LEST WE FORGET: STORIES OF THE ASHLEY MEN WHO WENT TO WAR
To commemorate the centenary of the outbreak of the First World War, Ros Gallant and Margaret Richold from the Ashley History Archive Group, researched the history of the men from Ashley who volunteered to fight for their country.
The Ashley Tribute “Lest we forget: stories of the men from Ashley who went to war” took place on the weekend of 8th and 9th November 2014. Some fascinating stories were uncovered. Here's a taster:
Over the next year we will include some details of those who left Ashley and enlisted in the forces. Six men from Ashley died but many more survived the war and we have uncovered some remarkable stories. We begin with the story of three friends Otho Crain, Joseph Wignell and Albert Hammond, see photo, who emigrated to Canada in 1911 and later enlisted in the Canadian Army and returned to fight in Europe.
Otho Crain lived with his grandparents in a cottage in Green Lane.
The Canadian Trio
Otho Crain and his friend, Albert Hammond, both emigrated to Canada in 1911. At the outbreak of war, they enlisted in the Canadian Army and travelled to Europe with the Canadian Expeditionary Force. Both Otho and Albert were killed in 1915 in the Second Battle of Ypres. Otho was 29 and Albert was 23 years old.
Albert Hammond was the son of the baker, William Hammond who lived at 14 High Street and the photograph taken in the 1920s and seen below shows his house in the middle of the right hand side of the photo.
Albert is buried in Belgium, but is commemorated on his parents headstone in Ashley churchyard shown here.
DEARLY LOVED SON OF THE ABOVE,
WHO DIED AT STADEN, APRIL 30TH 1915,
FROM WOUNDS RECEIVED IN ACTION
AGED 23 YEARS)
The Wignell Brothers
Joseph, Harry, William and Walter Wignell were four brothers who fought for their country in WW1. All survived. They were the children of Frederick, a railway plate ganger, and his wife Emma. Frederick and Emma lived at 7 Westhorpe, using the old numbering system, with their nine children. Their cottage is the first on the left hand side of the photograph shown here.
(Another view of Westhorpe):
Joseph (Joe) was the only one of the trio who emigrated to Canada from Ashley and joined the Canadian Expeditionary Force to survive the war. After the war he returned to Canada and then moved to Australia in 1921.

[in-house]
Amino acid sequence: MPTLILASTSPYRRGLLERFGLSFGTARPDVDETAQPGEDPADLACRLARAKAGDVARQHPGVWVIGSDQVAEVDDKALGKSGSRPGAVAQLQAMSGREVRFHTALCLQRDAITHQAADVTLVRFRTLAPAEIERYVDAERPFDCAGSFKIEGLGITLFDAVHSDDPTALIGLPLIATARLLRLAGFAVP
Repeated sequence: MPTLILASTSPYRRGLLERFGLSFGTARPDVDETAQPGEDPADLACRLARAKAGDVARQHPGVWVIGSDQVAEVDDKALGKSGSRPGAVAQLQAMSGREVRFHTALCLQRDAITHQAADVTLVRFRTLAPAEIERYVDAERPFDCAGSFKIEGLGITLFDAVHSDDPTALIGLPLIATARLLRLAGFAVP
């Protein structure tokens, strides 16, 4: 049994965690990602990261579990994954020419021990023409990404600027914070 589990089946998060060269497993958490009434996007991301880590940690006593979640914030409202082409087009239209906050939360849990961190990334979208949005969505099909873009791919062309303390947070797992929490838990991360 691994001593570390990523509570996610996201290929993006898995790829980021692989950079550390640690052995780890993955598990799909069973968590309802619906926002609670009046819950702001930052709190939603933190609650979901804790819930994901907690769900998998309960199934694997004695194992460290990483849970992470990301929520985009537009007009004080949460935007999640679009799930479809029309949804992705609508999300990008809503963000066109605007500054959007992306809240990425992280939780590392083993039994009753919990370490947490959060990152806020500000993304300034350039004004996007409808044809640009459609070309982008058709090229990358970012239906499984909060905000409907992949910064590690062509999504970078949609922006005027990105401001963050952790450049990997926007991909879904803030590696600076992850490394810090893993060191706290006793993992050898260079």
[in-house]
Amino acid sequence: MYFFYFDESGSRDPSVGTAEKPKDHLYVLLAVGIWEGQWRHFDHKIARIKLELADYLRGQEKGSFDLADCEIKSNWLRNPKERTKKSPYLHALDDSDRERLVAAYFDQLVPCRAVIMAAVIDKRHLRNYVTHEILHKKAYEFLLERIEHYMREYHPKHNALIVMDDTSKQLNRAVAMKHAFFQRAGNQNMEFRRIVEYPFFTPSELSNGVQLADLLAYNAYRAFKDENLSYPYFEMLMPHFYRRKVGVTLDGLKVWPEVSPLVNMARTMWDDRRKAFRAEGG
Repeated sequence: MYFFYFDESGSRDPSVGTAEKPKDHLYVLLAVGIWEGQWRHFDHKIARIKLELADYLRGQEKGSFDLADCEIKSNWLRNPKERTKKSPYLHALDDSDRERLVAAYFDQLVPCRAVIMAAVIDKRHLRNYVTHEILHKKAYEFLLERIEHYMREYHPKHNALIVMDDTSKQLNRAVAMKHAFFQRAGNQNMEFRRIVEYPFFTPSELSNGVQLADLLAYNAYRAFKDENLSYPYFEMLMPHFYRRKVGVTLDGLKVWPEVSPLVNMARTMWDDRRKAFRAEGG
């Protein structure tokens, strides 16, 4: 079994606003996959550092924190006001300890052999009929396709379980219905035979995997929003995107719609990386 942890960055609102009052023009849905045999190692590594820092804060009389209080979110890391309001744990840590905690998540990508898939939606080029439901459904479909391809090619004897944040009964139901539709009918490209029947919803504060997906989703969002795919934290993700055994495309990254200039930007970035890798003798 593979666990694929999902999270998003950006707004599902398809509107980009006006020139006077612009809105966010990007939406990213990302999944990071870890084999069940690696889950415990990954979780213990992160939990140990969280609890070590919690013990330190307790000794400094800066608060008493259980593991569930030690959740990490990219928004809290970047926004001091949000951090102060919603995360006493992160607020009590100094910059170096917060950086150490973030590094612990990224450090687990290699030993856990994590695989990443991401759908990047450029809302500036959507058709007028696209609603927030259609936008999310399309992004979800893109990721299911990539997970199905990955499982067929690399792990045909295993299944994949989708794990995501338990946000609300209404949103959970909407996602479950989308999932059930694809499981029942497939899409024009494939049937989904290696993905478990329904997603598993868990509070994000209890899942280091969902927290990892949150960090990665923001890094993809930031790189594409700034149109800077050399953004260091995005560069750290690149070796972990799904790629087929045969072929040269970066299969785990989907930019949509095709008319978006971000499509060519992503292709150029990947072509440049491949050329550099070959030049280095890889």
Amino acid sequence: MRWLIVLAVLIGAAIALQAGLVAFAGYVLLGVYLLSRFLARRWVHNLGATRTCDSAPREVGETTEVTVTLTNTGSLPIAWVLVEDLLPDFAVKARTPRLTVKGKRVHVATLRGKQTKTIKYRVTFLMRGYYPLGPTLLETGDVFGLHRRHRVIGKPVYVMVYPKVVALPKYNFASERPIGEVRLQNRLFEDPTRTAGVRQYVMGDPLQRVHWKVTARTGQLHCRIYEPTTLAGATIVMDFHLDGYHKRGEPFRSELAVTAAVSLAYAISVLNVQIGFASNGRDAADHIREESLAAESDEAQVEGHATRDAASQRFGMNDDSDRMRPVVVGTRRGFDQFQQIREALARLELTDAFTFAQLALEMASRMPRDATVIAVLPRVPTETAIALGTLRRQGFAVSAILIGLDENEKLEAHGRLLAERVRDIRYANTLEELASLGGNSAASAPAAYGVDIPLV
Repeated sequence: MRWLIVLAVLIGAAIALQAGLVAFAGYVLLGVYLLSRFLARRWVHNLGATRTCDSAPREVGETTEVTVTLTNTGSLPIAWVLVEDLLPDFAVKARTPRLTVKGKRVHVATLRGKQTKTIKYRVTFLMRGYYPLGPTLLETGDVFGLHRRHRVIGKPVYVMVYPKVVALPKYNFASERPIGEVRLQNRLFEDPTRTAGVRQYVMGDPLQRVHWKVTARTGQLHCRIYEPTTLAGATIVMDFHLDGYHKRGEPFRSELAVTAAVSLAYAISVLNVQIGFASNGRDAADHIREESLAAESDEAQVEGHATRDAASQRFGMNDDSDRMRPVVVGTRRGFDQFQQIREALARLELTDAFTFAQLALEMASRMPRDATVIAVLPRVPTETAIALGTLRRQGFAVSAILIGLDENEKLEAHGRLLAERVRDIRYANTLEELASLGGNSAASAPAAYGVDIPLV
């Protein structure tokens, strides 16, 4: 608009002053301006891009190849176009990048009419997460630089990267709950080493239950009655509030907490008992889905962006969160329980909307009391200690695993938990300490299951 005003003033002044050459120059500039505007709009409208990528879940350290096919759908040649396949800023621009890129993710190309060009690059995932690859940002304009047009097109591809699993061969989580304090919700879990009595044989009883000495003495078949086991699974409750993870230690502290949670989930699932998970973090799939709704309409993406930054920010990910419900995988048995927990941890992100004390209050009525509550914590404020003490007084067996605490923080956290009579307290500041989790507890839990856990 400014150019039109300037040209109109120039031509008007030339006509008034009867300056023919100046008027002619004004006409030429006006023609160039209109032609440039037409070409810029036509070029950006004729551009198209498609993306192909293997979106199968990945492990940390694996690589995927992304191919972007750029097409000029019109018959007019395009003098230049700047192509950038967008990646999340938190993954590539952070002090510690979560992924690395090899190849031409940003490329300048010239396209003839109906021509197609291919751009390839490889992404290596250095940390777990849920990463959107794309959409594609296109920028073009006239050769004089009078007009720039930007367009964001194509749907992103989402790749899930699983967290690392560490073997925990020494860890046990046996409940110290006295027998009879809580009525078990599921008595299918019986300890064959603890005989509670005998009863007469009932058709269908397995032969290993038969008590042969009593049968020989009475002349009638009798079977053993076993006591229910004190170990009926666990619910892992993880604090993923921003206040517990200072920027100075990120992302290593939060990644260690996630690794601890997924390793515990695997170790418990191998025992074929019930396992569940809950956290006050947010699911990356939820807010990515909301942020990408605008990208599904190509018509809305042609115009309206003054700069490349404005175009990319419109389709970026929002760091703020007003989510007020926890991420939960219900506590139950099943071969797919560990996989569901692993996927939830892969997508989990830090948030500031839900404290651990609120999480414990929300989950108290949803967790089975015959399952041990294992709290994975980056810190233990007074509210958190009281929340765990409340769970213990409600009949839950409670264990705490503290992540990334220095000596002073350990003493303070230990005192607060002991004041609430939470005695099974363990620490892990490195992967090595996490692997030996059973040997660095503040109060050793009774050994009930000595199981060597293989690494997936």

William Wignell was a Sapper in the Royal Engineers, survived the war, returning to live in Weston-by-Welland. Harry Wignell was also a railwayman and also served in the Royal Engineers. The youngest brother, Walter, was only 15 at the outbreak of War. He joined the Norfolk Regiment and saw active service.
The Noon Brothers
George and William Noon were the sons of a railway signalman, Samuel Busby Noon and his wife, Ada. They lived in Station Road, near Ashley Station, photograph below.
William joined the Royal Flying Corps and survived the war, living to the age of 83. George joined the Leicestershire Yeomanry and was wounded 6 times requiring hospital treatment between 1915 and 1917. On one occasion he received a gunshot wound to his left arm which, in later life, made handling the signal equipment difficult. While in hospital in Boulogne, he was examined by a man he knew- Dr Chase from Ashley. More about Dr Chase next month.
Dr Robert Godwin Chase was the son of George Chase, a retired wine merchant, and his wife Elizabeth. Robert grew up in a house called "The Chestnuts", which is now the "Old Rectory" and shown below. He was educated at Kibworth Grammar School and he won a scholarship to Oundle. He trained as a doctor at Guy's Hospital Medical School and joined the Royal Army Medical Corps in 1915. He survived the war and worked as a General Practitioner in Chesterfield and London.
The Payne Brothers
The Payne brothers - Robert, Benjamin and William were born in Poplar, London but lived in the house of their step-grandfather at 15 High Street, Ashley (shown below on the near right hand side of the photo).
Robert was a Regular in the Royal Garrison Artllery. Benjamin and his younger brother William volunteered for the Leicester Regiment. Robert and Benjamin survived the war, but William was killed in the Battle of the Somme. Aged 19 years, William was the youngest Ashley soldier to be killed in the war.